CPGmatters: Too Many Nutrition Programs Compete with MyPyramid
By Dale Buss
special arrangement, presented here for discussion is an excerpt of a current
article from the monthly e-zine, CPGmatters.
As he ends his 15-month
tenure leading the federal government’s MyPyramid food-guidance
program to a new apex, Brian Wansink is troubled
by growing competition to MyPyramid that is posed
by nutrition-rating programs launched in grocery stores by individual companies
ranging from food and beverage manufacturers to large supermarket chains.
“My concern with
a lot of these programs is twofold,” the food marketing professor
at Cornell University told CPGmatters.
“One is that they can sometimes be confusing to consumers, because it’s
not very transparent how they decide what score to give a product – or
how many check marks or smiley faces. In most cases, that’s proprietary,
and they say, ‘Trust us.'”
“The second thing
is that the goal of these programs shouldn’t be necessarily to get a person
to buy whole wheat Pop Tarts instead of regular Pop Tarts, but to get people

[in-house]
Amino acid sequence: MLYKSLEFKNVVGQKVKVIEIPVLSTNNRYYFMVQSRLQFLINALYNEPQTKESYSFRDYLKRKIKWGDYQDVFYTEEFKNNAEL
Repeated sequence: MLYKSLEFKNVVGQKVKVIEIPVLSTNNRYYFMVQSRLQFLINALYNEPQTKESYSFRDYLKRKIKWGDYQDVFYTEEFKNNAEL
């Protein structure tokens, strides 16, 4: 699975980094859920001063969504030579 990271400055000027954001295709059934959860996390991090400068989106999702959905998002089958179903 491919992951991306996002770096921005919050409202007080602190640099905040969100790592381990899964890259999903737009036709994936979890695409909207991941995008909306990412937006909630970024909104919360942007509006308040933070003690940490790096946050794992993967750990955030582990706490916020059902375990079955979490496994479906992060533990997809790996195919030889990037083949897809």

to eat in balance. And my fear is that if people end up eating by the stars
or by the numbers, it can lead them to eat incrementally healthier but
not globally healthier – you can eat totally out of balance.”
And Professor Wansink has
a third concern: The more distracted the American public, retailers and
CPG manufacturers become by the cacophony of other nutrition-ratings systems
out there, the less they will be able to focus on what he believes is the
most valuable diet-planning tool of all: MyPyramid.
Released in 2005, MyPyramid
replaced the long-used federal Food Guide Pyramid that the government launched
in 1992 and which, in turn, had extended the U.S. Agriculture Department’s
long-established efforts to help American citizens figure out how to have
“With so many of
these [programs], it becomes a House of Babel,” said Professor Wansink,
head of the Food & Brand Lab at Cornell and author of Marketing
Nutrition: Soy, Functional Foods, Biotechnology and Obesity.
“That’s why we stand behind MyPyramid: It
doesn’t say, ‘Buy this,’ or, ‘Don’t buy this,’ but
it demystifies what you’re getting in a processed food.”
Are all the competing nutrition-rating programs diluting the message
behind MyPyramid? Do you agree they’re only
confusing consumers and their simplicity could be promoting out-of-balance
diets? On the other hand, what is the value in retailers and vendors
developing their own proprietary programs?
Too Many Nutrition Programs Compete with MyPyramid nutrition-rating systems – CPGmatters